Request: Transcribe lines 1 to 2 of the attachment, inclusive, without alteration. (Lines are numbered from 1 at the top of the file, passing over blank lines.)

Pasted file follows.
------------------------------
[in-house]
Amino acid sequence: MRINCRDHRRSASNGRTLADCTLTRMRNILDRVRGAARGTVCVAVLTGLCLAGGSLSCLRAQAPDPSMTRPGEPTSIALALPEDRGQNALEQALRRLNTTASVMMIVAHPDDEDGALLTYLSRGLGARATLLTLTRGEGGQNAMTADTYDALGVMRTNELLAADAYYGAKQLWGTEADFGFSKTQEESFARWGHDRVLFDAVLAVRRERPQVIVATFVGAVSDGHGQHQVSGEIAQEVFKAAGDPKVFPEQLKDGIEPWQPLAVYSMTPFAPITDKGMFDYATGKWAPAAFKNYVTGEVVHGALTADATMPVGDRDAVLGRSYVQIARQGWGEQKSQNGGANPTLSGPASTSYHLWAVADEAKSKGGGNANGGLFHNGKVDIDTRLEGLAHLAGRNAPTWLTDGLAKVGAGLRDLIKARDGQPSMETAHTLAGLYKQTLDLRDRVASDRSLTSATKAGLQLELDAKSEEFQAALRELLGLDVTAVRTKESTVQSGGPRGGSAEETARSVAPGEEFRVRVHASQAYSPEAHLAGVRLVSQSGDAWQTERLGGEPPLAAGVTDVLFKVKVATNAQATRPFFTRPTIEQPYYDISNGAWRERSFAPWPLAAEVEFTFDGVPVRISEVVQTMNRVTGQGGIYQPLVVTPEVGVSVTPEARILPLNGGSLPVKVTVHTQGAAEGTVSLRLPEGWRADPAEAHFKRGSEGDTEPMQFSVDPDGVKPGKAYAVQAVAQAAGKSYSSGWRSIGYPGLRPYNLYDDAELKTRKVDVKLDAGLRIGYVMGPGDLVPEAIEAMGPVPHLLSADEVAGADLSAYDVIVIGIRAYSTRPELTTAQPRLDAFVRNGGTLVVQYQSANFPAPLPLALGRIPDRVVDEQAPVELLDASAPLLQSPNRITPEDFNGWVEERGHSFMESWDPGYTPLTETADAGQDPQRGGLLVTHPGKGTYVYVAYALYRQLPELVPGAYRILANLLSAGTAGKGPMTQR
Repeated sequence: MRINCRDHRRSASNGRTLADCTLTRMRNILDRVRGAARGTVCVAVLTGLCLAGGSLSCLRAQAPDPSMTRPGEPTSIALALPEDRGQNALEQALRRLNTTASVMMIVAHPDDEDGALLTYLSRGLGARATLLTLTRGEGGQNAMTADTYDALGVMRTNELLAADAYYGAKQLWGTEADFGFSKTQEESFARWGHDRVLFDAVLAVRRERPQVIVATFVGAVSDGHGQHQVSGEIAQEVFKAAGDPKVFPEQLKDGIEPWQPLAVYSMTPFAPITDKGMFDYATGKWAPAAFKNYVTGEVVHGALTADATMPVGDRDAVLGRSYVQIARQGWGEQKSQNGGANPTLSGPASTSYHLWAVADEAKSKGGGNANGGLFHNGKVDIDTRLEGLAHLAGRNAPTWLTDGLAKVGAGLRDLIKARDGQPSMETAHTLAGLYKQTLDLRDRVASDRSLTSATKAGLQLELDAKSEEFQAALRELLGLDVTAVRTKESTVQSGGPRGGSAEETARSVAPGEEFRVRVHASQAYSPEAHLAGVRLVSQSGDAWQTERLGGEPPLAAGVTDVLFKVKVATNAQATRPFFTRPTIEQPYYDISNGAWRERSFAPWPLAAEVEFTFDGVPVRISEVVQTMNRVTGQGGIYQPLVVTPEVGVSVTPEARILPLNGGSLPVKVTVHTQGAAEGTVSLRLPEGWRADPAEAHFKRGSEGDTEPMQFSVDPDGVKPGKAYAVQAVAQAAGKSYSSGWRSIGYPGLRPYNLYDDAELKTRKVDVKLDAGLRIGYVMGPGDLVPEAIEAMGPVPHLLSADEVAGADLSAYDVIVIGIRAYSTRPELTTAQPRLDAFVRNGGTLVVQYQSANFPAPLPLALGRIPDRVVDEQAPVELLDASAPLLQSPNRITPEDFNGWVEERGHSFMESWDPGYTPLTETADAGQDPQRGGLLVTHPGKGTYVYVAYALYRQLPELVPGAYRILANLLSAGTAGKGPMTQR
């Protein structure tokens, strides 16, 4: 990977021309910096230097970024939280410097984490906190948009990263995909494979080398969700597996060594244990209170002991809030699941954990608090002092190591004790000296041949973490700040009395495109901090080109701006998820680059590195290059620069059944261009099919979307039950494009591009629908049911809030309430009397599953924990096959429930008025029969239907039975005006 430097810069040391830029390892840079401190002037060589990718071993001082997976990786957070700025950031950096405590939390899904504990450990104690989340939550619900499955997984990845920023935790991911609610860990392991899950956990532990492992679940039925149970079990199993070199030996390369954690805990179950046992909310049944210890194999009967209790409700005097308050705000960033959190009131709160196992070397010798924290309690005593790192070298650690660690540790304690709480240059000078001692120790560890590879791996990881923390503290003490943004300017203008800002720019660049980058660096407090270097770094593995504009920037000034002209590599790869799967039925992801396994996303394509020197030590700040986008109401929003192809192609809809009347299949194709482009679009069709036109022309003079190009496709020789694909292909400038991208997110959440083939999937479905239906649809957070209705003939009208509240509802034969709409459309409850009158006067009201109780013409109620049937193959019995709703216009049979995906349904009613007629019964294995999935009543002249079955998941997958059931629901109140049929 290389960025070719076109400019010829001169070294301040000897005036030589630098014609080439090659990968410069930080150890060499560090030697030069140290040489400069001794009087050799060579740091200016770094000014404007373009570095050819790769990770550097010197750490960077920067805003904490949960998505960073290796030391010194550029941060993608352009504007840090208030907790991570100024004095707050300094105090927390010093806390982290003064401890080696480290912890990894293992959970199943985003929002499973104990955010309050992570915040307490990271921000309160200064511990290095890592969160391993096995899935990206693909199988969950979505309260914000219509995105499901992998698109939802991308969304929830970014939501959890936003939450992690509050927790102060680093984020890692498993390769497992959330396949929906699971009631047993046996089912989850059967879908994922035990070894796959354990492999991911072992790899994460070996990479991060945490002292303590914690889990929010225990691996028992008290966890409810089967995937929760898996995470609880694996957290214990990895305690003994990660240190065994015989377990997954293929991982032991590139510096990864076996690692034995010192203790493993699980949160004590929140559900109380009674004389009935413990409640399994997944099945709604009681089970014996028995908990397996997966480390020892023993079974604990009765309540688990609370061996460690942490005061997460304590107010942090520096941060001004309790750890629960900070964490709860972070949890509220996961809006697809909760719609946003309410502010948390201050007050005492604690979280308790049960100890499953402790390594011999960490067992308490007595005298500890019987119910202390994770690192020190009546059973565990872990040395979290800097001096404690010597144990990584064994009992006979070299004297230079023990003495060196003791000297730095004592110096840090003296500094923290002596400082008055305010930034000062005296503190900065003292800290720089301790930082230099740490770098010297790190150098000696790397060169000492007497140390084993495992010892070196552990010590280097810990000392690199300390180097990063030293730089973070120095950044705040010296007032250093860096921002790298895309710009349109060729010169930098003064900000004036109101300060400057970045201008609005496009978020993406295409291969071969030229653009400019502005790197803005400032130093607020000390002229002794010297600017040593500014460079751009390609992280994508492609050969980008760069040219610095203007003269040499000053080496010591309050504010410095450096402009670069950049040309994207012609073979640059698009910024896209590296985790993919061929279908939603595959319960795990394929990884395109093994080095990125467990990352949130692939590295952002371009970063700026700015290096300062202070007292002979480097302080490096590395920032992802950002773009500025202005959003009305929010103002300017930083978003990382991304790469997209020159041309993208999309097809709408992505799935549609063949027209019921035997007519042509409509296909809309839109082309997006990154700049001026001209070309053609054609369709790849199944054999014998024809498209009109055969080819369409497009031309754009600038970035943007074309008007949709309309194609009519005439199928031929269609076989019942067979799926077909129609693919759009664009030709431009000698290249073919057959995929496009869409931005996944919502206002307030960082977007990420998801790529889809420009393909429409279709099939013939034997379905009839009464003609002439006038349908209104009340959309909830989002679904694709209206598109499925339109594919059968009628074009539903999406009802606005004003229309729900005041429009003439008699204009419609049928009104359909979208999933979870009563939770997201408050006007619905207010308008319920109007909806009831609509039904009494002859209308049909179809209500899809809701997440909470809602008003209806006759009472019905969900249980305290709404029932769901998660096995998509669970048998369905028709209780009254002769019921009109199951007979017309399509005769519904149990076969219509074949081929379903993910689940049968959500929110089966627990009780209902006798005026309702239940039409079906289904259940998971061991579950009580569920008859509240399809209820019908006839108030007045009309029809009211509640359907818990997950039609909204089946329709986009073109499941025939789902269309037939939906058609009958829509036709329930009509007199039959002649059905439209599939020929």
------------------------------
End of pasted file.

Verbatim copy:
[in-house]
Amino acid sequence: MRINCRDHRRSASNGRTLADCTLTRMRNILDRVRGAARGTVCVAVLTGLCLAGGSLSCLRAQAPDPSMTRPGEPTSIALALPEDRGQNALEQALRRLNTTASVMMIVAHPDDEDGALLTYLSRGLGARATLLTLTRGEGGQNAMTADTYDALGVMRTNELLAADAYYGAKQLWGTEADFGFSKTQEESFARWGHDRVLFDAVLAVRRERPQVIVATFVGAVSDGHGQHQVSGEIAQEVFKAAGDPKVFPEQLKDGIEPWQPLAVYSMTPFAPITDKGMFDYATGKWAPAAFKNYVTGEVVHGALTADATMPVGDRDAVLGRSYVQIARQGWGEQKSQNGGANPTLSGPASTSYHLWAVADEAKSKGGGNANGGLFHNGKVDIDTRLEGLAHLAGRNAPTWLTDGLAKVGAGLRDLIKARDGQPSMETAHTLAGLYKQTLDLRDRVASDRSLTSATKAGLQLELDAKSEEFQAALRELLGLDVTAVRTKESTVQSGGPRGGSAEETARSVAPGEEFRVRVHASQAYSPEAHLAGVRLVSQSGDAWQTERLGGEPPLAAGVTDVLFKVKVATNAQATRPFFTRPTIEQPYYDISNGAWRERSFAPWPLAAEVEFTFDGVPVRISEVVQTMNRVTGQGGIYQPLVVTPEVGVSVTPEARILPLNGGSLPVKVTVHTQGAAEGTVSLRLPEGWRADPAEAHFKRGSEGDTEPMQFSVDPDGVKPGKAYAVQAVAQAAGKSYSSGWRSIGYPGLRPYNLYDDAELKTRKVDVKLDAGLRIGYVMGPGDLVPEAIEAMGPVPHLLSADEVAGADLSAYDVIVIGIRAYSTRPELTTAQPRLDAFVRNGGTLVVQYQSANFPAPLPLALGRIPDRVVDEQAPVELLDASAPLLQSPNRITPEDFNGWVEERGHSFMESWDPGYTPLTETADAGQDPQRGGLLVTHPGKGTYVYVAYALYRQLPELVPGAYRILANLLSAGTAGKGPMTQR